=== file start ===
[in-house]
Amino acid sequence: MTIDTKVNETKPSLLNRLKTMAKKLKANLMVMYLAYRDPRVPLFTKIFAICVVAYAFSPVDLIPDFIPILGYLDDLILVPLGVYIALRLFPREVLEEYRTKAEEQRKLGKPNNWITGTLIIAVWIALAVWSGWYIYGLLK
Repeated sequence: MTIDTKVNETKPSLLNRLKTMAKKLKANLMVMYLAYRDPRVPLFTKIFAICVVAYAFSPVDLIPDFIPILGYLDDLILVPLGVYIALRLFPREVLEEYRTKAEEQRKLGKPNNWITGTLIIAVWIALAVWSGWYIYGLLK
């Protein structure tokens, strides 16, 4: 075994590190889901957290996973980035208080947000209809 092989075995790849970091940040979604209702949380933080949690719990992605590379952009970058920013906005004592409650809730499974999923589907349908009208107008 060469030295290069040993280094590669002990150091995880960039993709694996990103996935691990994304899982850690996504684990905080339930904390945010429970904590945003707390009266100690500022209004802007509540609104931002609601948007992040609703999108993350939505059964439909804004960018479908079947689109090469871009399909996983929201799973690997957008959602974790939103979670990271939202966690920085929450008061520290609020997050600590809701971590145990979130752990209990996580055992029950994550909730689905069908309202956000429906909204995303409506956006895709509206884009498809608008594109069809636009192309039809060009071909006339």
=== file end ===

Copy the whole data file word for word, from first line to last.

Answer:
[in-house]
Amino acid sequence: MTIDTKVNETKPSLLNRLKTMAKKLKANLMVMYLAYRDPRVPLFTKIFAICVVAYAFSPVDLIPDFIPILGYLDDLILVPLGVYIALRLFPREVLEEYRTKAEEQRKLGKPNNWITGTLIIAVWIALAVWSGWYIYGLLK
Repeated sequence: MTIDTKVNETKPSLLNRLKTMAKKLKANLMVMYLAYRDPRVPLFTKIFAICVVAYAFSPVDLIPDFIPILGYLDDLILVPLGVYIALRLFPREVLEEYRTKAEEQRKLGKPNNWITGTLIIAVWIALAVWSGWYIYGLLK
């Protein structure tokens, strides 16, 4: 075994590190889901957290996973980035208080947000209809 092989075995790849970091940040979604209702949380933080949690719990992605590379952009970058920013906005004592409650809730499974999923589907349908009208107008 060469030295290069040993280094590669002990150091995880960039993709694996990103996935691990994304899982850690996504684990905080339930904390945010429970904590945003707390009266100690500022209004802007509540609104931002609601948007992040609703999108993350939505059964439909804004960018479908079947689109090469871009399909996983929201799973690997957008959602974790939103979670990271939202966690920085929450008061520290609020997050600590809701971590145990979130752990209990996580055992029950994550909730689905069908309202956000429906909204995303409506956006895709509206884009498809608008594109069809636009192309039809060009071909006339």